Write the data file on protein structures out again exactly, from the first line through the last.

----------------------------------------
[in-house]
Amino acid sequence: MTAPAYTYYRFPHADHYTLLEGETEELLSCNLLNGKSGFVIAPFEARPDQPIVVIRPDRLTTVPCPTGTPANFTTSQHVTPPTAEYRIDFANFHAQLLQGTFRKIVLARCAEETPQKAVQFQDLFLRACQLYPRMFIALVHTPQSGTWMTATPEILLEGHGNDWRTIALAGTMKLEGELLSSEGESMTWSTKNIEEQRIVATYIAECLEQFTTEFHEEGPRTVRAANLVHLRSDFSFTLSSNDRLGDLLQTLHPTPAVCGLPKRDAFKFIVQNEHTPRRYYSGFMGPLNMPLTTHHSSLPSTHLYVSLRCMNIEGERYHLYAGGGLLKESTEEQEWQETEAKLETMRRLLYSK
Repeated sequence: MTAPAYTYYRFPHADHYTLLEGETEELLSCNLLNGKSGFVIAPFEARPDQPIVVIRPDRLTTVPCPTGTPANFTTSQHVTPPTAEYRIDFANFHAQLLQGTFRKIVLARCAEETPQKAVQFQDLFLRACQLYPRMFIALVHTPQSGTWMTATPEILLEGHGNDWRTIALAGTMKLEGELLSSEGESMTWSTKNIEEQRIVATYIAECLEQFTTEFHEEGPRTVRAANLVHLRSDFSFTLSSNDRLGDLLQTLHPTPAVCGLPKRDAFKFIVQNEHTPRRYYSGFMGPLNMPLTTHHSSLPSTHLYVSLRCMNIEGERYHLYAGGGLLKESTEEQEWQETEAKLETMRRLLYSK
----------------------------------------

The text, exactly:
[in-house]
Amino acid sequence: MTAPAYTYYRFPHADHYTLLEGETEELLSCNLLNGKSGFVIAPFEARPDQPIVVIRPDRLTTVPCPTGTPANFTTSQHVTPPTAEYRIDFANFHAQLLQGTFRKIVLARCAEETPQKAVQFQDLFLRACQLYPRMFIALVHTPQSGTWMTATPEILLEGHGNDWRTIALAGTMKLEGELLSSEGESMTWSTKNIEEQRIVATYIAECLEQFTTEFHEEGPRTVRAANLVHLRSDFSFTLSSNDRLGDLLQTLHPTPAVCGLPKRDAFKFIVQNEHTPRRYYSGFMGPLNMPLTTHHSSLPSTHLYVSLRCMNIEGERYHLYAGGGLLKESTEEQEWQETEAKLETMRRLLYSK
Repeated sequence: MTAPAYTYYRFPHADHYTLLEGETEELLSCNLLNGKSGFVIAPFEARPDQPIVVIRPDRLTTVPCPTGTPANFTTSQHVTPPTAEYRIDFANFHAQLLQGTFRKIVLARCAEETPQKAVQFQDLFLRACQLYPRMFIALVHTPQSGTWMTATPEILLEGHGNDWRTIALAGTMKLEGELLSSEGESMTWSTKNIEEQRIVATYIAECLEQFTTEFHEEGPRTVRAANLVHLRSDFSFTLSSNDRLGDLLQTLHPTPAVCGLPKRDAFKFIVQNEHTPRRYYSGFMGPLNMPLTTHHSSLPSTHLYVSLRCMNIEGERYHLYAGGGLLKESTEEQEWQETEAKLETMRRLLYSK